Cabernet Sauvignon grapes grown under regulated deficit irrigation. Notice the smaller canopy and exposed fruiting zone achieved by carefully controlling irrigation from fruit set through harvest.
The Washington State wine industry’s ability to use irrigation as a management tool is an advantage that few other premier wine regions have. While most Washington wine grape growers think of irrigation as a way to control canopy growth, it can also greatly influence berry size, fruit flavors, aromas, tannins, and can be used to stylize wines in the vineyard.
"We can use irrigation management to achieve whatever canopy size we want, from small to large," said Dr. Russell Smithyman at a Washington State Grape Society meeting. Regulated deficit irrigation, a practice used widely in eastern Washington red wine grape vineyards, reduces irrigation early in the vine’s growing season to control berry size and vegetative growth.
Smithyman, director of research at Ste. Michelle Wine Estates, Washington’s largest wine grape producer, noted that Ste. Michelle has been using regulated deficit irrigation for years. "It is a sustainable practice and has been done at Ste. Michelle for over a decade."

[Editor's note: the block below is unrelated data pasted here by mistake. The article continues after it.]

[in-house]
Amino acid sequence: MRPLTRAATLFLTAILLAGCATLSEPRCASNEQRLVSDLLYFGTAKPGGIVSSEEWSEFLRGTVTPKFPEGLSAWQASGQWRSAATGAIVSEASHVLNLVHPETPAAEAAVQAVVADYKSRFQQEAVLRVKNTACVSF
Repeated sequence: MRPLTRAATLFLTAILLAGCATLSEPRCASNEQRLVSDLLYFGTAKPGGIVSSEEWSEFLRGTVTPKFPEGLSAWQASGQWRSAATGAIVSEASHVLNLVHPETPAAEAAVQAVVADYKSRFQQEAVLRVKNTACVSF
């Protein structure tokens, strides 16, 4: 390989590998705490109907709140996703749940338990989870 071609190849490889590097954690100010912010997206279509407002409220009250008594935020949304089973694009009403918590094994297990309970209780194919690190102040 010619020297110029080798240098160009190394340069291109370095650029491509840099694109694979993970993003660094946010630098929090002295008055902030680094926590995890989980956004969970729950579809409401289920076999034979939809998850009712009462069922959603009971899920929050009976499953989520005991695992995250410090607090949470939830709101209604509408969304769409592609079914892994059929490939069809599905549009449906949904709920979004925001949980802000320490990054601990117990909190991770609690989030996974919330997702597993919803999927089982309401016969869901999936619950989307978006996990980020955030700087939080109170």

Timing of irrigation is critical if it is to be used to control vine growth. Smithyman explained that they apply an early season irrigation before bloom only if necessary. Some years, there is enough moisture in the soil profile that prebloom irrigation is not necessary. They use soil-moisture sensors to identify if they are reaching predetermined targets of soil moisture. These targets are developed from experience with the particular site and variety, and the wine production goals for that block. After prebloom, no irrigation is applied until shoots are three to four feet long and shoot growth is declining. In midseason, after the desired shoot length is achieved, they irrigate to replace the vine’s water use, using vine evapotranspiration to determine the irrigation amount. In late season, they go back to using soil-moisture targets to guide irrigation timing.
"At the end of July, we may have yellowing blocks already," he said.
Smithyman said they also use deficit irrigation to reduce shading around the fruiting zone. "Others have to leaf their vines